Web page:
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    Wednesday, December 07, 2005

    Medical Men of History: Here's an obscure former army surgeon with an interesting history - Dr. Leonard Wood:

    Born of impoverished Mayflower descendants in 1860, Wood grew up in rural Massachusetts and graduated from Harvard Medical School. He was fired for insubordination from his hospital internship and had no choice but to sign up as an assistant Army surgeon in 1885. His first assignment was in the still-wild West, where he took part in an expedition to recapture renegade Apaches led by Geronimo.

    In an epic feat of endurance, a small number of troopers covered more than 3,000 miles, mostly on foot. Wood emerged as an iron man who could not be stopped by lack of food, extremes of heat and cold, or even a spider bite that left his leg badly infected. His feats of endurance won him a Medal of Honor and an officer's commission.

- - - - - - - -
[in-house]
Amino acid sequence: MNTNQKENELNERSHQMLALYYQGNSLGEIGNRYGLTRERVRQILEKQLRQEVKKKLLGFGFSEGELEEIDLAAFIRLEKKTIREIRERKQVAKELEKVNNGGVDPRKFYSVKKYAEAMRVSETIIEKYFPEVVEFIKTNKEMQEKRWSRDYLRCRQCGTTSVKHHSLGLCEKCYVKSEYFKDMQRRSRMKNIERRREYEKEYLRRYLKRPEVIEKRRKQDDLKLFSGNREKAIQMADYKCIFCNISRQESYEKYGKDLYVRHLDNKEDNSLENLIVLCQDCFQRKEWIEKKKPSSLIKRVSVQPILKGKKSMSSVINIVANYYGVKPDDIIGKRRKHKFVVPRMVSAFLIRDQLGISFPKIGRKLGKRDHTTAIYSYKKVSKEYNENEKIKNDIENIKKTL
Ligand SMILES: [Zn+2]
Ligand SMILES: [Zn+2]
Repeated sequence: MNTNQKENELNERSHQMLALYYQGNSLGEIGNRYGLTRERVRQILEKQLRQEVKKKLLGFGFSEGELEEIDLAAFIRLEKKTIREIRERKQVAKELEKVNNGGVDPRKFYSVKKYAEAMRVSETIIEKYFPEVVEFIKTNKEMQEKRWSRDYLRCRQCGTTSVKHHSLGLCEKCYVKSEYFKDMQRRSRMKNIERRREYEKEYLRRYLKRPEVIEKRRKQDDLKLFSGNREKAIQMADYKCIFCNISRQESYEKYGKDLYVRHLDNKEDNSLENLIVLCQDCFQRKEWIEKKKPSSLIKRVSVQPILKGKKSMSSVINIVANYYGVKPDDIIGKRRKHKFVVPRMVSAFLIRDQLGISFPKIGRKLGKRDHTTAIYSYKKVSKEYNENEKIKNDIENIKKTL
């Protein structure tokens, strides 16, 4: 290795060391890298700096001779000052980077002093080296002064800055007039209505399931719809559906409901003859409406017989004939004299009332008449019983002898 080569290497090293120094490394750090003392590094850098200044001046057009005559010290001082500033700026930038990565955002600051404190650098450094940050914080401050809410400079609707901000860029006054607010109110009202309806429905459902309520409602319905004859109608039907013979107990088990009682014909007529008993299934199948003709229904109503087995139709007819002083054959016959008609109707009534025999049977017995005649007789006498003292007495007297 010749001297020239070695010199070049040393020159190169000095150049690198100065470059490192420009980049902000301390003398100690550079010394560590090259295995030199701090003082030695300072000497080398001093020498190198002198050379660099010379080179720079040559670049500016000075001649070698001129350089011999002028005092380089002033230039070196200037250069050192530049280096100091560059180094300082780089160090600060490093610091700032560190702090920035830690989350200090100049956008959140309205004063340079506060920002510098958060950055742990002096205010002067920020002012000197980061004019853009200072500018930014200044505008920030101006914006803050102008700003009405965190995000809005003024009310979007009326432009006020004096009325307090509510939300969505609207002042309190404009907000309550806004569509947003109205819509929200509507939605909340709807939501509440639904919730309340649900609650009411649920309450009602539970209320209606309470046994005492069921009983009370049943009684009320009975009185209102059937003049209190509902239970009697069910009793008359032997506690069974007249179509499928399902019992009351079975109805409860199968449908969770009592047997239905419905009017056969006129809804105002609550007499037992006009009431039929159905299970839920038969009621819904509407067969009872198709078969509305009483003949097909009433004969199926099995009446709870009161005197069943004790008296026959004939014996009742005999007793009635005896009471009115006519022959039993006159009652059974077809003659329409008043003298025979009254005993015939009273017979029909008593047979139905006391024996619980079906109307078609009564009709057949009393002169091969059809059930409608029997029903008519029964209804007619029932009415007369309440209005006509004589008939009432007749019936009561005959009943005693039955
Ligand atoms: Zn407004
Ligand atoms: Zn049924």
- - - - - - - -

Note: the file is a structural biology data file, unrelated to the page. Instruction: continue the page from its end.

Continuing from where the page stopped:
Before long, he wound up in Washington, where he showed a talent for making friends such as President Grover Cleveland and Assistant Navy Secretary Theodore Roosevelt. When war broke out with Spain in 1898, the restless surgeon seized a chance to leave his medical career behind. He became commander of the First Volunteer Cavalry, the Rough Riders, with Roosevelt as his No. 2.


    After that, he served as governor of Santiago City in Cuba:

    As befits a medical man, Wood's most impressive achievement was his war on tropical disease. He began by cleaning up unsanitary conditions, at gunpoint if necessary, and ended up by supporting a medical commission whose investigations found that yellow fever and malaria were spread by mosquitoes. In 1900, more than 1,000 people died of malaria in Havana; within a few years not a single death was recorded.

    He tried to run for president, too, but lost the primary maneuvering to Warren G. Harding.
     

    posted by sydney on 12/07/2005 08:40:00 AM 1 comments

    1 Comments:

    He has a key Army base named after him in Missouri.

    By Anonymous Scott, at 8:48 AM  

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